Apple is scrapping traded-in iPhones in North America, rather than reselling them, Bloomberg reports, a move that smartphone reconditioners could use to their advantage by highlighting it in their marketing to attract environmentally conscious sellers. 

The details emerged in a lawsuit filed by Apple against electronics-waste processor GEEP Canada Inc. in 2020. This related to a scheme allegedly involving workers reselling at least 99,975 iPhones and other Apple gadgets that GEEP had been contracted to recycle. 

Although GEEP acknowledged that Apple goods had been misappropriated, it blamed this on a number of “rogue employees.” 

Bloomberg noted that the theft raised a key question: If these devices were in good enough condition to be reused, why did Apple want them scrapped? 

A cynic might speculate that Apple wanted to restrict the supply of used Apple products to boost demand for new ones. As Bloomberg put it: “The more saturated markets become with cheaper used gadgets, the more they risk interfering with all-important sales of expensive new products.”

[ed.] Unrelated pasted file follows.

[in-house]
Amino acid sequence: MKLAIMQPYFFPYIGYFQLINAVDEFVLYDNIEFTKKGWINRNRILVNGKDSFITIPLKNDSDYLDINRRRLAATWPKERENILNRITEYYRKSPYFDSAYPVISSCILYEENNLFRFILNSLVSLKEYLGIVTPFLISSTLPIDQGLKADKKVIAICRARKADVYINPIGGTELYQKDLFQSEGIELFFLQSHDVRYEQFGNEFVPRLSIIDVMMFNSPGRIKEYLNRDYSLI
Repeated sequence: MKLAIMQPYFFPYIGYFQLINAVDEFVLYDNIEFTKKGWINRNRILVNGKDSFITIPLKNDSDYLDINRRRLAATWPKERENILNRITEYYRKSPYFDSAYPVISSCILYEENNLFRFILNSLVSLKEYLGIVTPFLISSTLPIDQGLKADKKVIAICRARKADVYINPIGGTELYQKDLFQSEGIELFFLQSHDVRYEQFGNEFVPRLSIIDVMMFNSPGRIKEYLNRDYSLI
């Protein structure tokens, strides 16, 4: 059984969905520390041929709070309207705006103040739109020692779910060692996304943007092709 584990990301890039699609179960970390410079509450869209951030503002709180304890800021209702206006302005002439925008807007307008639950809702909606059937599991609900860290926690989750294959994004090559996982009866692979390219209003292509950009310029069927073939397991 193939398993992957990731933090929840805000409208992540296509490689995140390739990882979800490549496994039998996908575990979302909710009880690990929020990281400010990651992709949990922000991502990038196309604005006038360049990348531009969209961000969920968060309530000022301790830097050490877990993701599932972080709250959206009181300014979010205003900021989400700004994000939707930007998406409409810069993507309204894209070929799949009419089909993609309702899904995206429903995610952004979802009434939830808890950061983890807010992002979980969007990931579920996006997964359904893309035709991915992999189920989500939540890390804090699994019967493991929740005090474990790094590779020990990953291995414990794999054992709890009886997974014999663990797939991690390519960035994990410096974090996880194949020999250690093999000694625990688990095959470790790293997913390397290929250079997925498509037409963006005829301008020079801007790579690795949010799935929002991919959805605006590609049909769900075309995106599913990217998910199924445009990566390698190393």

It cited e-waste insiders as saying that a lot of used Apple devices undergo traditional recycling methods i.e. rough manual dismantling by hand before they’re tossed into industrial shredders that crunch them up into tiny shards. 

Apple says it only destroys devices in this manner when they no longer have market value, but the entrepreneurial — if not strictly legal — efforts of GEEP’s employees suggest this is not always the case.  

This news should be of interest to smartphone reconditioners, which are in competition with Apple to scoop up used Apple devices that their owners no longer want. They can highlight Apple’s lack of transparency and apparent greenwashing to make themselves a more attractive proposition to environmentally conscious consumers seeking to sell their devices.

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